Second, a couple friends asked why some giant companies keep buying other businesses trying to get even bigger. One asked if it was due to the egos of the senior people. A very appropriate and partially true comment. But there is another much more basic reason. And it goes back to my old friends in Human Resources and one of my favorite topics, Management Compensation.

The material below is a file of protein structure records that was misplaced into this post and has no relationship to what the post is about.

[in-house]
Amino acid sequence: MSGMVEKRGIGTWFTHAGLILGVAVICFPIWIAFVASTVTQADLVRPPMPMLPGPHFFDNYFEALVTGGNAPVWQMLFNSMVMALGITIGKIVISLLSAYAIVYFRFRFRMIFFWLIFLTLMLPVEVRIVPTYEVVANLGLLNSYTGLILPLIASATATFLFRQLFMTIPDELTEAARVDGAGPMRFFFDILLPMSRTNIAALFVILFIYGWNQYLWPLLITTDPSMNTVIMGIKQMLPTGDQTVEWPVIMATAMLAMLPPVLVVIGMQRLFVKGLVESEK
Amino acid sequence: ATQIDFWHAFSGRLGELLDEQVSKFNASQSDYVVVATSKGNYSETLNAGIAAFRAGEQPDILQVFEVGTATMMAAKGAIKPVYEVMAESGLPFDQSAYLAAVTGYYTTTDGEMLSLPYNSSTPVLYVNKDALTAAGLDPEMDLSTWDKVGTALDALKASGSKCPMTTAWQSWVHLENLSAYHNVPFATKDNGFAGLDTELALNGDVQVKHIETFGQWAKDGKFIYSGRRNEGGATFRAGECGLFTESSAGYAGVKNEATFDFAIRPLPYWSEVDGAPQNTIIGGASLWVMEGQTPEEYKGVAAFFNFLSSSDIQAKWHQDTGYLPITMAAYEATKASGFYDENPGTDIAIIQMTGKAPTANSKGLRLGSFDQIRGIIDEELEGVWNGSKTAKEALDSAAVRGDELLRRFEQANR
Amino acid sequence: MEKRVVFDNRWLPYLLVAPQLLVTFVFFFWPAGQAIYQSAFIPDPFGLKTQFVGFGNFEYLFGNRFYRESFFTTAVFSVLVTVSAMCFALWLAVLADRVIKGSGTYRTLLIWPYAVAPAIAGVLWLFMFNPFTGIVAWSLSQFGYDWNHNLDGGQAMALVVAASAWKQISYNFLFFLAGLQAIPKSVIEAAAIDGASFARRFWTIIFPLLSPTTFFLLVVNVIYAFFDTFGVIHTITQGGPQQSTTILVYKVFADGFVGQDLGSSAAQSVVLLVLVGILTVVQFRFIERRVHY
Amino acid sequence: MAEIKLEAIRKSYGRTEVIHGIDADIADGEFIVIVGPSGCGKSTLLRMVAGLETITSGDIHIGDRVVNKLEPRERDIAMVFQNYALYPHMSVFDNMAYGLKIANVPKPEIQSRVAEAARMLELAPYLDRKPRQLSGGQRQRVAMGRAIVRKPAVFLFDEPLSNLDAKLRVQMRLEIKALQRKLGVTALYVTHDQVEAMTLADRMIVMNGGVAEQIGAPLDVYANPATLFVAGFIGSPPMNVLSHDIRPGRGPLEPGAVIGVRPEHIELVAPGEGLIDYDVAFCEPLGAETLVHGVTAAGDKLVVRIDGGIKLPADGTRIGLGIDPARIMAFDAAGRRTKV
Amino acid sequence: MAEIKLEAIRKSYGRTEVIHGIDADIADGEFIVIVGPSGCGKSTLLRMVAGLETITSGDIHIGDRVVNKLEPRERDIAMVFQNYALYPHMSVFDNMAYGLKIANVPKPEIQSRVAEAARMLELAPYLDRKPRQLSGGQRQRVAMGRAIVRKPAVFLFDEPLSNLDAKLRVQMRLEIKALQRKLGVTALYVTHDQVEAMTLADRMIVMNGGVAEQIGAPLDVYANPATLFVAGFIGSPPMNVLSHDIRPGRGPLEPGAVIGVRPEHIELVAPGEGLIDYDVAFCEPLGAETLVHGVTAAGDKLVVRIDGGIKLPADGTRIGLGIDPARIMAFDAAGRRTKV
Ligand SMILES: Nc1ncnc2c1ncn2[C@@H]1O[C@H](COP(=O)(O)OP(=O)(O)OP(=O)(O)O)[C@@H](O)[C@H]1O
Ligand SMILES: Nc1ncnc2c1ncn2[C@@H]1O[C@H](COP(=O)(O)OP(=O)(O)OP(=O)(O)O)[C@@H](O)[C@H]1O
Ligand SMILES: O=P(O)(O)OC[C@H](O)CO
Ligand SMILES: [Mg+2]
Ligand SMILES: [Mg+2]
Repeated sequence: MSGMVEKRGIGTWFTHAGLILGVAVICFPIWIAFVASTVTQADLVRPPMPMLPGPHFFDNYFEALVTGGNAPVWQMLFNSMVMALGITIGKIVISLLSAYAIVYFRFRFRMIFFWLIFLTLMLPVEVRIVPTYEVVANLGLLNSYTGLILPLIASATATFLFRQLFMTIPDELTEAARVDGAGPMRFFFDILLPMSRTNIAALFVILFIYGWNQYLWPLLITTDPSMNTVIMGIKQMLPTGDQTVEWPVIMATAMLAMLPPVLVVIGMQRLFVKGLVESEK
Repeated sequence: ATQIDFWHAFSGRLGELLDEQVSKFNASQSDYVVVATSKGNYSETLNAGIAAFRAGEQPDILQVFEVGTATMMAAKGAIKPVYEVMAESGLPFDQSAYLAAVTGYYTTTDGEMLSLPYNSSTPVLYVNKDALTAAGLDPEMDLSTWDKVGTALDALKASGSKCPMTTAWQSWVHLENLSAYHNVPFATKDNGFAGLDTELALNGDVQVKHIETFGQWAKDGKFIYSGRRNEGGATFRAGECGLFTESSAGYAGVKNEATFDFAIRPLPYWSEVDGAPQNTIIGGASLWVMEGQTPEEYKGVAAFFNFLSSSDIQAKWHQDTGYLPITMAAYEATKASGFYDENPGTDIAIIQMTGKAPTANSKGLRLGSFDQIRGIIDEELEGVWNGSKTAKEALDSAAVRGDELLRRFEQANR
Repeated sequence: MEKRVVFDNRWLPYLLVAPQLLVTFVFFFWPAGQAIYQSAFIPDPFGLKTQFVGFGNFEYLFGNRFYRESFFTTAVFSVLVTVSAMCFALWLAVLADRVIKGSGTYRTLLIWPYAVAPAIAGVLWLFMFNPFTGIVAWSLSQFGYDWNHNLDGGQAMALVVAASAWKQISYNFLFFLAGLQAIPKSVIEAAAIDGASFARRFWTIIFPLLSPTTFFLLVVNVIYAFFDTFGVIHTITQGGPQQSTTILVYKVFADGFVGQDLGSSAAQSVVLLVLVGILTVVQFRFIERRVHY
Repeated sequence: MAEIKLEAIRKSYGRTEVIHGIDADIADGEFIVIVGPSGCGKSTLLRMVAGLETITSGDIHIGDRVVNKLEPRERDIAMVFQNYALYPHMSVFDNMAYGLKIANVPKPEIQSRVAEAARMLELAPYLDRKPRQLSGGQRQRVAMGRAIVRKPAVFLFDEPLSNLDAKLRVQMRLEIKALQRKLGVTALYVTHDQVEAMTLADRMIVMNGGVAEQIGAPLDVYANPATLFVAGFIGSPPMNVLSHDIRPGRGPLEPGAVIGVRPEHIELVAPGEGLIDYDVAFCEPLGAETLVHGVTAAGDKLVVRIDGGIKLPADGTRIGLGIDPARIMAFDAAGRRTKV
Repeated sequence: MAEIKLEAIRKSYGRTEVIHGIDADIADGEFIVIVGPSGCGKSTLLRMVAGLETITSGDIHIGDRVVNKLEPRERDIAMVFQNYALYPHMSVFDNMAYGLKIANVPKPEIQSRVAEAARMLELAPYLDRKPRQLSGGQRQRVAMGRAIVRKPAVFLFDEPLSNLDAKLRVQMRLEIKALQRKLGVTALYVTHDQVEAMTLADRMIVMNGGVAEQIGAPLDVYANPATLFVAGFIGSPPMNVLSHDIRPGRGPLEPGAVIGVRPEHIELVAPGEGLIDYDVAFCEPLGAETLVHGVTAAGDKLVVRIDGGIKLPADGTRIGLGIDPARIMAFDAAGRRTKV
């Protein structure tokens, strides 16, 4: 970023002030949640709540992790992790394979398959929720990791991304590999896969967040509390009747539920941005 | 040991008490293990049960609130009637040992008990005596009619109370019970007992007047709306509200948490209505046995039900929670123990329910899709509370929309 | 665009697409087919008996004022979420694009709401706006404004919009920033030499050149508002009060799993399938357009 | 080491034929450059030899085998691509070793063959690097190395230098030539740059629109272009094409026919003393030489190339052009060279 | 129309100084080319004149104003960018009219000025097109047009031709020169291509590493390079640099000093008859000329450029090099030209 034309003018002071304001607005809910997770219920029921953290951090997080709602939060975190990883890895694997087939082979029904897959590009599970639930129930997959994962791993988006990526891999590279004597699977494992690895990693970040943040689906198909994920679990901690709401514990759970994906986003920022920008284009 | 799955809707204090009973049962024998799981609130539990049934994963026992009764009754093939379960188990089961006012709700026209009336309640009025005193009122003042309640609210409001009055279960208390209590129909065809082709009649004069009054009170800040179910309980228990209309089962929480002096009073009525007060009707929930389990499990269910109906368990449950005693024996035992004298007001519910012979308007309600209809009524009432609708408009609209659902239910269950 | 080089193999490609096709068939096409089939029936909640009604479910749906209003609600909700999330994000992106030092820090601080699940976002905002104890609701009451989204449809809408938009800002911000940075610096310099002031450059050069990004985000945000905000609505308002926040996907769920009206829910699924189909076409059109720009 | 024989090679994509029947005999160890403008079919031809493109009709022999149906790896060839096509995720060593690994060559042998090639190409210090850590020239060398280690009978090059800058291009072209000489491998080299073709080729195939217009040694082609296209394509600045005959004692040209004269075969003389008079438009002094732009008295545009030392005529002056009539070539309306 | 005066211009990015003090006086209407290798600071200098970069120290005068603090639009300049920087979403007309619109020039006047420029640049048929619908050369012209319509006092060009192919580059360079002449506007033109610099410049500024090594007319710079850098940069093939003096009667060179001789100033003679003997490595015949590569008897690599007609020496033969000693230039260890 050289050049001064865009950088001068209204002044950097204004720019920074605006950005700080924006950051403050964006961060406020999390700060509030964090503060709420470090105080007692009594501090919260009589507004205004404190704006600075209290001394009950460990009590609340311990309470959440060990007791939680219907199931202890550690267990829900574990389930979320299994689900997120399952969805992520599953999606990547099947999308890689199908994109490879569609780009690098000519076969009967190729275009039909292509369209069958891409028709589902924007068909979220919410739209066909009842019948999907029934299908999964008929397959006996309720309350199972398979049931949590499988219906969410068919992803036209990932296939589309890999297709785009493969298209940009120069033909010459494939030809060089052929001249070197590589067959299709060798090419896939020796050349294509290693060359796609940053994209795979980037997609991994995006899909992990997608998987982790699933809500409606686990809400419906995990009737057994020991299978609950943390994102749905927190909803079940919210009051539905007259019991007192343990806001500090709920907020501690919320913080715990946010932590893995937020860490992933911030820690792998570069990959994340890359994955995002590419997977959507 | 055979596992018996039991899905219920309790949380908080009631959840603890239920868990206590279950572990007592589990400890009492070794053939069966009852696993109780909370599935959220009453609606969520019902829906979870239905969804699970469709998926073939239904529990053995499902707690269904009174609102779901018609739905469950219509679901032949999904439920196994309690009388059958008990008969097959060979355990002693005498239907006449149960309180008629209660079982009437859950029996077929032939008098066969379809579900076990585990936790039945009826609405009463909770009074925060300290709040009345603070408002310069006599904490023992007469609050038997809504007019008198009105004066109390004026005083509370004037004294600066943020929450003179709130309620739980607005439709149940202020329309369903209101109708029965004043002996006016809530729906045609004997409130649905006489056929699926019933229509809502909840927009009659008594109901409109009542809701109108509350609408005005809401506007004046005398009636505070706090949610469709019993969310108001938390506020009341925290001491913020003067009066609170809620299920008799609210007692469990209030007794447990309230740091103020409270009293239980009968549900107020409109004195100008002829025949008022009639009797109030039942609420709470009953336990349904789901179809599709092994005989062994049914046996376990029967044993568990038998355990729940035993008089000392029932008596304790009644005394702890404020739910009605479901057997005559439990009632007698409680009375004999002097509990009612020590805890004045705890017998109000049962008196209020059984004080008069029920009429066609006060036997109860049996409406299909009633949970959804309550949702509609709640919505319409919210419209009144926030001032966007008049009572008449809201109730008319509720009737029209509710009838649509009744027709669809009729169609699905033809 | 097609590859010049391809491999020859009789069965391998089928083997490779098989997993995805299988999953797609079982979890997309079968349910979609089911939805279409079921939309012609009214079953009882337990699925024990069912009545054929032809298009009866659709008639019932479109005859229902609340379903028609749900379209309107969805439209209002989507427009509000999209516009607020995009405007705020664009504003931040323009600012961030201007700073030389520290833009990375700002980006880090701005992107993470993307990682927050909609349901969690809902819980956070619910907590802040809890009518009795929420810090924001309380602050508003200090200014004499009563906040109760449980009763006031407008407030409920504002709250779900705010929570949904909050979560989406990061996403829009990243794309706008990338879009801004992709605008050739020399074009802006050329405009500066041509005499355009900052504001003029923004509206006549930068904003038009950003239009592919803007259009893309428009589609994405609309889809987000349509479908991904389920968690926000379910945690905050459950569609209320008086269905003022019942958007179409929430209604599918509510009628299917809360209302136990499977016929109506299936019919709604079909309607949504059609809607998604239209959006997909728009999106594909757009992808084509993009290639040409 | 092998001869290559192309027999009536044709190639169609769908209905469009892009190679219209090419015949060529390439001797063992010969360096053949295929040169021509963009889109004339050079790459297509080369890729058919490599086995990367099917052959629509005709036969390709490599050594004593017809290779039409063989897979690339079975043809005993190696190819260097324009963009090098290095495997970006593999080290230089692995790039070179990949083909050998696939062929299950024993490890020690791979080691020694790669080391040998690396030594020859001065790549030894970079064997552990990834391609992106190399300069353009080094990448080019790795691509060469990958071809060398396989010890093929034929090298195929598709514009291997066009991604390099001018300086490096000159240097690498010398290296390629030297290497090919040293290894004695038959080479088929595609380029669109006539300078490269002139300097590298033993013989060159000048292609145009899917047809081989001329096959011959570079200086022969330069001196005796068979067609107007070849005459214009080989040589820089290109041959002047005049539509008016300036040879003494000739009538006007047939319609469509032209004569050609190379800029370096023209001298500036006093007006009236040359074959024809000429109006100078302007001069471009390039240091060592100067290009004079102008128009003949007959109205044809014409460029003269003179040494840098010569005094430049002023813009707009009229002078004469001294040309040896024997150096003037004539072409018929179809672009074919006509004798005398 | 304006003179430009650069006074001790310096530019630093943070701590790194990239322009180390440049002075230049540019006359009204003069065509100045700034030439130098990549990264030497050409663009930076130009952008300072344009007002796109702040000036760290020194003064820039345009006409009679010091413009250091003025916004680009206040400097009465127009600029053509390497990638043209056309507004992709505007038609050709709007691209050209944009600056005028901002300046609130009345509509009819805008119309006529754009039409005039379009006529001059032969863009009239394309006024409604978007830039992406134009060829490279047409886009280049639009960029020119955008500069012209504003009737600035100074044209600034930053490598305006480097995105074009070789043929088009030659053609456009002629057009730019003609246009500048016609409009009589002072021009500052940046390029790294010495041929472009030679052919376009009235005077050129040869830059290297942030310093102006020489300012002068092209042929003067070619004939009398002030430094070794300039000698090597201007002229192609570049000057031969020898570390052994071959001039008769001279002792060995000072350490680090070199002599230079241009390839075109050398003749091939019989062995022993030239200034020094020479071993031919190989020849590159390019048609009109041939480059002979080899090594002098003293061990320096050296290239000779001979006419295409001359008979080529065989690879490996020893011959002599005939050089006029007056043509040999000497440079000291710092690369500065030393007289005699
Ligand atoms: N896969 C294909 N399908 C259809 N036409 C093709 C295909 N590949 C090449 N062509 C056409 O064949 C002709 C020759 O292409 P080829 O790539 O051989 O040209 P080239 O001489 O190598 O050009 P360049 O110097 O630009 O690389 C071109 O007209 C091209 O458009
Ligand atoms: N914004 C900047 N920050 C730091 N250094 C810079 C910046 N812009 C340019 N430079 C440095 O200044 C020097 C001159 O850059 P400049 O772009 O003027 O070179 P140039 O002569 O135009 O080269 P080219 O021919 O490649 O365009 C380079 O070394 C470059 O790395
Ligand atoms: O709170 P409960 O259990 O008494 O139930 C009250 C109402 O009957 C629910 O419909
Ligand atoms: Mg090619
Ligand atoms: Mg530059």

You see, most companies set their salaries and bonus levels in large degree based on the size, usually in sales, of a business. When I was at USG Corporation, the headquarters people were paid the most. Then those who ran the largest business, Gypsum Wallboard,  the next most and so on down the line. And this is not just the President or CEO of a given business, it included all the senior management and on down to managers. For in Management Compensation, size does matter. You might ask, isn’t it harder to manage a bigger business? Answer, no; it’s harder to manage a more multi-faceted or troubled business. Or to manage an international firm with many different country locations, laws, and taxes than one giant U.S. based business. You might also ask, shouldn’t a firm’s Board of Directors figure this out and pay what is right? Well, the Board usually relies on outside Compensation Advisors who are hired by….. you guessed it the company’s Senior H.R. person! Not much help there.